Written by Liz Roquemore, PhD | Cardiff, UK
on March 04, 2019

Few life science marketers would disagree that industry trade shows and conferences are an important part of the marketing toolkit. Whether you are organizing your own event, or attending as a participant, exhibitor or both, the power and energy of face-to-face interactions is something that no other communication medium can match.

But trade shows are a significant investment, and digital marketing channels give an increasingly good ROI. So is it still worth keeping trade shows on your agenda for 2019? For me, the answer is a resounding YES, and here are some key reasons why...

tecan tradeshowbooth 2018

Trade shows are a unique and highly valued communication medium.

There’s no doubt that digital marketing tools have earned their rightful place among the most valued marketing tactics and will continue to become more powerful and sophisticated year on year. Nevertheless, human beings are social creatures, designed through millennia of evolution to thrive on face-to-face communication and group dynamics. That’s why trade shows and other live events have a number of compelling benefits that can’t easily be matched by other media—for example:

Efficiency of data collection and networking

Trade shows bring together a high concentration of engaged target audiences who are focused on your market or niche, receptive to your message and potentially primed to purchase your product and services. During the course of the event, you have direct access to C-level decision makers, key industry opinion leaders, subject matter experts, suppliers and potential partners—all under one roof.

The costs of a face-to-face meeting with a prospect in their office has been estimated to be about $259, compared with just $142 to meet with them at a trade show.

Moreover, provided you make arrangements well in advance of the show, you can usually fit in many more appointments at a trade show than would otherwise be manageable during a typical work week, mainly because there is no travel involved and busy executives are less preoccupied with their usual day-to-day activities.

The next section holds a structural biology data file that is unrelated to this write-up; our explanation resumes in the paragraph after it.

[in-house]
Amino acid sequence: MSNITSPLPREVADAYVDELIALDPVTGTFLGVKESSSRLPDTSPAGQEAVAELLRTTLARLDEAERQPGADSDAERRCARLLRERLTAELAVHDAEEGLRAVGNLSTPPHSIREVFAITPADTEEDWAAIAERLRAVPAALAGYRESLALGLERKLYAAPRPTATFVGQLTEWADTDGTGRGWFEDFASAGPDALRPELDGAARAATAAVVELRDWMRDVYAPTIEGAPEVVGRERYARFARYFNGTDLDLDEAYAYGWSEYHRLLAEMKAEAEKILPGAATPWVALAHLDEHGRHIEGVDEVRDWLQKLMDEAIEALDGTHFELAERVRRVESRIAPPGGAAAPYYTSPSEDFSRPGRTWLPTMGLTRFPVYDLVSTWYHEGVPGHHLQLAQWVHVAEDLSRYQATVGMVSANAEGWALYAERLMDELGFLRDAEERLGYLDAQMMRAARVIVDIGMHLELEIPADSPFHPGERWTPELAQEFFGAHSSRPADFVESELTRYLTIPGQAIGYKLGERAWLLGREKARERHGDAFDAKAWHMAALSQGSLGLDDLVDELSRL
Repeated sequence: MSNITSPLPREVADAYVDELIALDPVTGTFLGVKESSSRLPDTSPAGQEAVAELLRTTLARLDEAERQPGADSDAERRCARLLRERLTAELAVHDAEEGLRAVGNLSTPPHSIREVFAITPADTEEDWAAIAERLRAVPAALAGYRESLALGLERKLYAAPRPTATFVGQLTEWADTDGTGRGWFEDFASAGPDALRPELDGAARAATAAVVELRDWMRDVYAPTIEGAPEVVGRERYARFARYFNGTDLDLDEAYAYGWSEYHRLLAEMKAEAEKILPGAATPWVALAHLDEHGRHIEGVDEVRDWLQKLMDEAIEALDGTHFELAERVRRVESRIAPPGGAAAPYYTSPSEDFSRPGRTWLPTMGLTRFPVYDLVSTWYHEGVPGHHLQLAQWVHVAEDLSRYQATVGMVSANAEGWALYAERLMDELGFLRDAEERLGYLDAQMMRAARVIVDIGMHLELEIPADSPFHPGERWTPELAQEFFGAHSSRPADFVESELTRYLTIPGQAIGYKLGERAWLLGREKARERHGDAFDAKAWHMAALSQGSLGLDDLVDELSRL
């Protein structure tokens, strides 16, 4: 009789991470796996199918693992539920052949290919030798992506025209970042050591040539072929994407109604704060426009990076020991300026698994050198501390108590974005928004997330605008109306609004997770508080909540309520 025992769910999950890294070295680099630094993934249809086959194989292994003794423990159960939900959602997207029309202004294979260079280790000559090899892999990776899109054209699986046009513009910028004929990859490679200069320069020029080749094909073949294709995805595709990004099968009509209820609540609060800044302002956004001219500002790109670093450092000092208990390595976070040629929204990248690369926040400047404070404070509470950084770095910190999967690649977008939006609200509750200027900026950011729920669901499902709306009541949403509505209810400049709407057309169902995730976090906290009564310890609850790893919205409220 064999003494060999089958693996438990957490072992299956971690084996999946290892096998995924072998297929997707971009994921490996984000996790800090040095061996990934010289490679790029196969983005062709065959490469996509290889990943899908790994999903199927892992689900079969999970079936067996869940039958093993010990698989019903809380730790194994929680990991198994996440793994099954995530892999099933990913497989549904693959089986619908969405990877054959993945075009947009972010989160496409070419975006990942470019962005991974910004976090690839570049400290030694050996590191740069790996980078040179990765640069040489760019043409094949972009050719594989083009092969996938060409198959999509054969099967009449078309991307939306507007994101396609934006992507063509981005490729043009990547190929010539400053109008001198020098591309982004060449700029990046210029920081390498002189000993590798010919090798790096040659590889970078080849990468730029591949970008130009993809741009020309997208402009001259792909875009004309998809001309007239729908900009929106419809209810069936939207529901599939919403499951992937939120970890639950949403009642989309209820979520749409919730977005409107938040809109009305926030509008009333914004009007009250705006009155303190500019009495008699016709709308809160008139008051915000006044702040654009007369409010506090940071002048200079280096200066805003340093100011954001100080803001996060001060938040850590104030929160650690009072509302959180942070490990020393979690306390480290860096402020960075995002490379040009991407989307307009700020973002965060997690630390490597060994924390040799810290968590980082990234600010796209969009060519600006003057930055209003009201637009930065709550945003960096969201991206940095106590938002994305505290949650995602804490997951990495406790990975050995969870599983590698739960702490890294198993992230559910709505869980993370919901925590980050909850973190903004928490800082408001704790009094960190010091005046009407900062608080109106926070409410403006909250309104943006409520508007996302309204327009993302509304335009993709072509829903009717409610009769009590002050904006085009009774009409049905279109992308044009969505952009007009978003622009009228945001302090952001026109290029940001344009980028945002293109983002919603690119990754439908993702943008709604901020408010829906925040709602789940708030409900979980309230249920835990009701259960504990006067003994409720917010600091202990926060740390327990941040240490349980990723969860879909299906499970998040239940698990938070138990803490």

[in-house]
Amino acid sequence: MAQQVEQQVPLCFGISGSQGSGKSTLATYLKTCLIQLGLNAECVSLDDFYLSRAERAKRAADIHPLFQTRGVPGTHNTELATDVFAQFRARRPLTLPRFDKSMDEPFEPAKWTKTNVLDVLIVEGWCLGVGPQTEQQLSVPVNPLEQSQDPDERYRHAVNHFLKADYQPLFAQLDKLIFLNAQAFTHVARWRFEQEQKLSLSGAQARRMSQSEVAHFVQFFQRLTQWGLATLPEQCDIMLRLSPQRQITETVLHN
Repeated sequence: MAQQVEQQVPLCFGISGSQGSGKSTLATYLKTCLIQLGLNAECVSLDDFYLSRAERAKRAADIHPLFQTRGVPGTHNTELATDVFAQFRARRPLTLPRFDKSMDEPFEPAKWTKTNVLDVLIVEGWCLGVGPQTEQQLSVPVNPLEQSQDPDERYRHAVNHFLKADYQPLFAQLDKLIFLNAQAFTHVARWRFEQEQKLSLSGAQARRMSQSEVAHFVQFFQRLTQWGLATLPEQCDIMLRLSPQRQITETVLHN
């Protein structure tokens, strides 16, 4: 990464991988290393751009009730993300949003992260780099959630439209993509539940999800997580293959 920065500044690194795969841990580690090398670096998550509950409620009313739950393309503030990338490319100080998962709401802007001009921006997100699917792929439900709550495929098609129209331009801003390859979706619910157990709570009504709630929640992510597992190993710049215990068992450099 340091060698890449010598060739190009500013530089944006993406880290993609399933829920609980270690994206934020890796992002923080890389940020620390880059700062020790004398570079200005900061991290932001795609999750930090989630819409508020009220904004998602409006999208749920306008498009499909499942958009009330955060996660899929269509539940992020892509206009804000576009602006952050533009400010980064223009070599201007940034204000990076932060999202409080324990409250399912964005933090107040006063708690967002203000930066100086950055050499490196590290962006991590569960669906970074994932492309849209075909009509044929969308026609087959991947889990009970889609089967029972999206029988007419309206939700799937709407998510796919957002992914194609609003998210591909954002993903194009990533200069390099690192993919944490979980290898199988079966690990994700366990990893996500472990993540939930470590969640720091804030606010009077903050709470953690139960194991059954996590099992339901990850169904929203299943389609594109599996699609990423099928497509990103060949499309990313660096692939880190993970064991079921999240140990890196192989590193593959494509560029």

Find out more in this guide

The power to influence

Of course digital marketing channels can be equally or even more efficient in reaching target audiences around the globe, but trade shows provide a unique environment with much more potential to influence. By interacting in person, you will be able to pick up on subtle body language and facial cues that are easily missed when communicating through digital channels. As a result, you can modulate your approach as needed, and tailor your message differently depending on where prospective customers are in the buyer’s journey.

You can address concerns on the spot, and immediately correct any misperceptions people may have developed about your offering and how it stacks up against the competition.

On top of all that, you have the opportunity to significantly raise brand awareness by creating a multi-sensory experience that your target customers will remember long after the event.

More equal access to target audiences

In the digital marketplace with its pay-per-click advertising models, visibility of your ads in search results and on relevant web pages is unpredictable and can easily drop into oblivion when competing with multinational companies that have a massive marketing budget.

By contrast, the costs of exhibiting at trade shows are more transparent, with a relatively low barrier to entry, and every exhibitor has more or less equal access to the same participants. With good preparation and a modest investment in an eye-catching booth, quality literature, fun freebies, etc., newcomers and small-to-medium sized businesses can compete with major players on more equal footing.

Ability to build trust

When prospective customers can touch your products, see them in action, thumb through the relevant literature, get credible answers from your product specialists, shake hands with your sales reps, bond at social events, etc. it can build a high level of trust, which these days is in short supply online. Even if these interactions do not lead to a direct sale, when prospective customers later browse the internet searching for products and services, they are more likely to recognize your brand and believe your claims—and that added level of trust may just tip the balance in your favor when it comes to making a purchase.

 With benefits like these, it’s not surprising that businesses are continuing to invest up to a quarter of their total marketing budgets in trade shows and conferences, ranking them as their first or second most valued marketing channel.

Even in the face of trade uncertainties and global economic slowdown, the exhibition industry showed 2.4 percent year-over-year growth in revenues in the third quarter of 2018, and attendance was up by 1.1 percent.

Find out more in this guide

The value of trade show attendance for marketers